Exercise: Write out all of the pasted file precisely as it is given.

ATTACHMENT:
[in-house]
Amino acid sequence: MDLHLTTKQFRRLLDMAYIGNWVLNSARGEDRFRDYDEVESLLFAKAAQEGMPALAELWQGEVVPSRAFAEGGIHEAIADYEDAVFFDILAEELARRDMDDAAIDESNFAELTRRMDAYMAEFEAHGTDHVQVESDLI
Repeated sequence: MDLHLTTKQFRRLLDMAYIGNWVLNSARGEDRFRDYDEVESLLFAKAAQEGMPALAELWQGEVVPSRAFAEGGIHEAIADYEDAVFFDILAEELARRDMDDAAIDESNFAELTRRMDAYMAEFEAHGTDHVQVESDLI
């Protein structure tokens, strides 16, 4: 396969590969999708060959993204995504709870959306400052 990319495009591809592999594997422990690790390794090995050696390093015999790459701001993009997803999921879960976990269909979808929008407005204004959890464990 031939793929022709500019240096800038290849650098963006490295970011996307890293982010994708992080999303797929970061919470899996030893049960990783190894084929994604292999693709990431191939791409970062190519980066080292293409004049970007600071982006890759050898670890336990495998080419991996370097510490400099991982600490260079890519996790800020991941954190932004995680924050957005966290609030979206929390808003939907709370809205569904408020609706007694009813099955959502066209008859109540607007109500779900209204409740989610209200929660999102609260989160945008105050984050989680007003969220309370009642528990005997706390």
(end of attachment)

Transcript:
[in-house]
Amino acid sequence: MDLHLTTKQFRRLLDMAYIGNWVLNSARGEDRFRDYDEVESLLFAKAAQEGMPALAELWQGEVVPSRAFAEGGIHEAIADYEDAVFFDILAEELARRDMDDAAIDESNFAELTRRMDAYMAEFEAHGTDHVQVESDLI
Repeated sequence: MDLHLTTKQFRRLLDMAYIGNWVLNSARGEDRFRDYDEVESLLFAKAAQEGMPALAELWQGEVVPSRAFAEGGIHEAIADYEDAVFFDILAEELARRDMDDAAIDESNFAELTRRMDAYMAEFEAHGTDHVQVESDLI
């Protein structure tokens, strides 16, 4: 396969590969999708060959993204995504709870959306400052 990319495009591809592999594997422990690790390794090995050696390093015999790459701001993009997803999921879960976990269909979808929008407005204004959890464990 031939793929022709500019240096800038290849650098963006490295970011996307890293982010994708992080999303797929970061919470899996030893049960990783190894084929994604292999693709990431191939791409970062190519980066080292293409004049970007600071982006890759050898670890336990495998080419991996370097510490400099991982600490260079890519996790800020991941954190932004995680924050957005966290609030979206929390808003939907709370809205569904408020609706007694009813099955959502066209008859109540607007109500779900209204409740989610209200929660999102609260989160945008105050984050989680007003969220309370009642528990005997706390």